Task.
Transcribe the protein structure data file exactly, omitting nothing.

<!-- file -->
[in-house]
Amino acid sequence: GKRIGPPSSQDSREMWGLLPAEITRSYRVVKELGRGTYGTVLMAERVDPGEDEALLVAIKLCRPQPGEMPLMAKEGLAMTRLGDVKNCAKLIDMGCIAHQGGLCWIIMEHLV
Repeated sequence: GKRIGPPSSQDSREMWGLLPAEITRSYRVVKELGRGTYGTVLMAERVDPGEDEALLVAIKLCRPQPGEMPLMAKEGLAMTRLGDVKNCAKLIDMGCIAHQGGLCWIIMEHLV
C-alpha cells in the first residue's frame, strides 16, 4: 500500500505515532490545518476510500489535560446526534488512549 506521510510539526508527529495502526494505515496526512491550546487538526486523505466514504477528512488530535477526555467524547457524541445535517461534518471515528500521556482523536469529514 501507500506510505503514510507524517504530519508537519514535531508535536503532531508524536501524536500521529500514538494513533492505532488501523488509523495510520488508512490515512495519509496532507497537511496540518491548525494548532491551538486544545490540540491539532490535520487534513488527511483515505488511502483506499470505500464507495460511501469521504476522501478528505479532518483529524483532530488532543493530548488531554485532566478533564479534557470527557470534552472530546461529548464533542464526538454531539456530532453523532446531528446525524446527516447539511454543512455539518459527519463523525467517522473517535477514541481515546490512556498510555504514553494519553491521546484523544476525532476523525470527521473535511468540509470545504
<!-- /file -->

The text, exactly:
[in-house]
Amino acid sequence: GKRIGPPSSQDSREMWGLLPAEITRSYRVVKELGRGTYGTVLMAERVDPGEDEALLVAIKLCRPQPGEMPLMAKEGLAMTRLGDVKNCAKLIDMGCIAHQGGLCWIIMEHLV
Repeated sequence: GKRIGPPSSQDSREMWGLLPAEITRSYRVVKELGRGTYGTVLMAERVDPGEDEALLVAIKLCRPQPGEMPLMAKEGLAMTRLGDVKNCAKLIDMGCIAHQGGLCWIIMEHLV
C-alpha cells in the first residue's frame, strides 16, 4: 500500500505515532490545518476510500489535560446526534488512549 506521510510539526508527529495502526494505515496526512491550546487538526486523505466514504477528512488530535477526555467524547457524541445535517461534518471515528500521556482523536469529514 501507500506510505503514510507524517504530519508537519514535531508535536503532531508524536501524536500521529500514538494513533492505532488501523488509523495510520488508512490515512495519509496532507497537511496540518491548525494548532491551538486544545490540540491539532490535520487534513488527511483515505488511502483506499470505500464507495460511501469521504476522501478528505479532518483529524483532530488532543493530548488531554485532566478533564479534557470527557470534552472530546461529548464533542464526538454531539456530532453523532446531528446525524446527516447539511454543512455539518459527519463523525467517522473517535477514541481515546490512556498510555504514553494519553491521546484523544476525532476523525470527521473535511468540509470545504